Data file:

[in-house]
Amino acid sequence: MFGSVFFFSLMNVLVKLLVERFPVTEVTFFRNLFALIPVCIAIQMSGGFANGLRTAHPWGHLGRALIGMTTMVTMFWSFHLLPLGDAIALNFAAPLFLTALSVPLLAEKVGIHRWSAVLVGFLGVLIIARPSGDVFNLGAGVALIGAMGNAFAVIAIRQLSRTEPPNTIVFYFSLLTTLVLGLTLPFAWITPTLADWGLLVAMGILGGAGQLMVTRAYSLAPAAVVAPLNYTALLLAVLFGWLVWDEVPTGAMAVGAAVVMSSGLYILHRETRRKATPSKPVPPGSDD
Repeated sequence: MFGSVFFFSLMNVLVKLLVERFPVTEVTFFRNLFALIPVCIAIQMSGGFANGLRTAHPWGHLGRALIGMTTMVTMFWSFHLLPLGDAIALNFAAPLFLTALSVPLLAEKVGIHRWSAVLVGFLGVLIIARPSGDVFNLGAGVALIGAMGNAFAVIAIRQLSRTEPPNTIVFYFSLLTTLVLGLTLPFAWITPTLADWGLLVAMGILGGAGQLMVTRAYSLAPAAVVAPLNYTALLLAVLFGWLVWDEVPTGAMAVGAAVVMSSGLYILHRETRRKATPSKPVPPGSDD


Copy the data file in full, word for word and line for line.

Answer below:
[in-house]
Amino acid sequence: MFGSVFFFSLMNVLVKLLVERFPVTEVTFFRNLFALIPVCIAIQMSGGFANGLRTAHPWGHLGRALIGMTTMVTMFWSFHLLPLGDAIALNFAAPLFLTALSVPLLAEKVGIHRWSAVLVGFLGVLIIARPSGDVFNLGAGVALIGAMGNAFAVIAIRQLSRTEPPNTIVFYFSLLTTLVLGLTLPFAWITPTLADWGLLVAMGILGGAGQLMVTRAYSLAPAAVVAPLNYTALLLAVLFGWLVWDEVPTGAMAVGAAVVMSSGLYILHRETRRKATPSKPVPPGSDD
Repeated sequence: MFGSVFFFSLMNVLVKLLVERFPVTEVTFFRNLFALIPVCIAIQMSGGFANGLRTAHPWGHLGRALIGMTTMVTMFWSFHLLPLGDAIALNFAAPLFLTALSVPLLAEKVGIHRWSAVLVGFLGVLIIARPSGDVFNLGAGVALIGAMGNAFAVIAIRQLSRTEPPNTIVFYFSLLTTLVLGLTLPFAWITPTLADWGLLVAMGILGGAGQLMVTRAYSLAPAAVVAPLNYTALLLAVLFGWLVWDEVPTGAMAVGAAVVMSSGLYILHRETRRKATPSKPVPPGSDD